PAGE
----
Beta
X

04Jun

Consumed by Arifa Akbar review – a sister’s story

A vivid and insightful portrait of sisterhood, art and a troubled and talented life cut short

Arifa Akbar’s memoir begins with the death of her sister from a mysterious illness. Before she died in 2016, aged 45, Fauzia had already been rushed to hospital twice, the cause of her symptoms unknown. She had complained of chest pains, shortness of breath and night sweats. Her face began to swell and her lungs became inflamed, but still doctors were clueless. Later, as her speech started to slur and her behaviour became erratic, she was put in an induced coma and subsequently had a brain haemorrhage. Eventually there was a diagnosis: she had died of tuberculosis.

Akbar was left with questions, among them: why hadn’t Fauzia been diagnosed earlier? How, in 2016, does a person contract TB? Her sister’s death also prompted a broader reflection on her life and the ways she had been failed by others. Along with telling the story of a sibling, Consumed is also a candid dissection of family with its complex bonds and rifts, and an acute portrait of grief and mental illness. “Life brought Fauzia pain,” Akbar writes.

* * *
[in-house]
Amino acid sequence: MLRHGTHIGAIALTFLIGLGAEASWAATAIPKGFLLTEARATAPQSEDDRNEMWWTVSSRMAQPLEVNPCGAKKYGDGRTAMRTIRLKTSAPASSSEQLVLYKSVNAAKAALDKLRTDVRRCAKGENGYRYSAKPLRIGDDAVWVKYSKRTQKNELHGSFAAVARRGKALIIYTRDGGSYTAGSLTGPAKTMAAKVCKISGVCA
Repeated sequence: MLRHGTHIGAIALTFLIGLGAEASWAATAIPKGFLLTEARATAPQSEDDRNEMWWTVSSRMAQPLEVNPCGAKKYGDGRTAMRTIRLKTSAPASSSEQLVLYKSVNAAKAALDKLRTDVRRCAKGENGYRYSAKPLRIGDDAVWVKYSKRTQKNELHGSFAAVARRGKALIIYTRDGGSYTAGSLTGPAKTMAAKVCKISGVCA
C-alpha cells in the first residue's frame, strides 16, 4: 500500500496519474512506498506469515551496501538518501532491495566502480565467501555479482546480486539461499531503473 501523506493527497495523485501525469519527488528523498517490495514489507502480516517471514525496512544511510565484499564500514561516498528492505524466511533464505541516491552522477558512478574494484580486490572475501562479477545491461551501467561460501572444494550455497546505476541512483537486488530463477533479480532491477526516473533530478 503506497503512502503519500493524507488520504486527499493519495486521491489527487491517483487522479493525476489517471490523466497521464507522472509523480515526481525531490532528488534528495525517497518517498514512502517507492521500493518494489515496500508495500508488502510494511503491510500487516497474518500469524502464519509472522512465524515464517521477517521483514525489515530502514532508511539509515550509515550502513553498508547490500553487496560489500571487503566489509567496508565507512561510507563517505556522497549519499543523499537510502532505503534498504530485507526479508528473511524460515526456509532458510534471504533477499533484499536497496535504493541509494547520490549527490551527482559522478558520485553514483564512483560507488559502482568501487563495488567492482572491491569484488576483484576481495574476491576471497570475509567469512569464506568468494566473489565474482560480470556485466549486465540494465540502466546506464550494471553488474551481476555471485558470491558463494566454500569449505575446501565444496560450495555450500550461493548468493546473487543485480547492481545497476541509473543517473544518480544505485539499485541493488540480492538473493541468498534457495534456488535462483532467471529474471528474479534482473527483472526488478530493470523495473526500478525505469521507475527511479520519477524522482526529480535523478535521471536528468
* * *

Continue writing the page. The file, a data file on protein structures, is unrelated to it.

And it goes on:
Continue reading...

Related

Ten Steps to Nanette by Hannah Gadsby audiobook review – startling candour

The standup narrates her soul-baring work, which pushes the boundaries of comedyHannah Gadsby’s mem...

Read More >

Down and Out by Daniel Lavelle review – a howl of fury about homelessness

Lavelle weaves his own experience together with the testimony of others in this powerful memoir abou...

Read More >

On Connection by Kae Tempest audiobook review – inside the creative impulse

The performance poet narrates their first nonfiction work, mixing memoir with musings on how creativ...

Read More >

Sorrow and Bliss by Meg Mason audiobook review – Emilia Fox captures the acerbic wit

The actor brings the dark humour of Mason’s novel to life as she narrates the story of how mental i...

Read More >

The Premonitions Bureau by Sam Knight review – astonishing adventures in precognition

How the Aberfan disaster prompted one psychiatrist to launch a nationwide search for ‘seers’ who c...

Read More >

Empire of Pain by Patrick Radden Keefe audiobook review – inside America’s opioid crisis

With a calmly astonished tone, the author narrates the shocking story of how the Sackler family made...

Read More >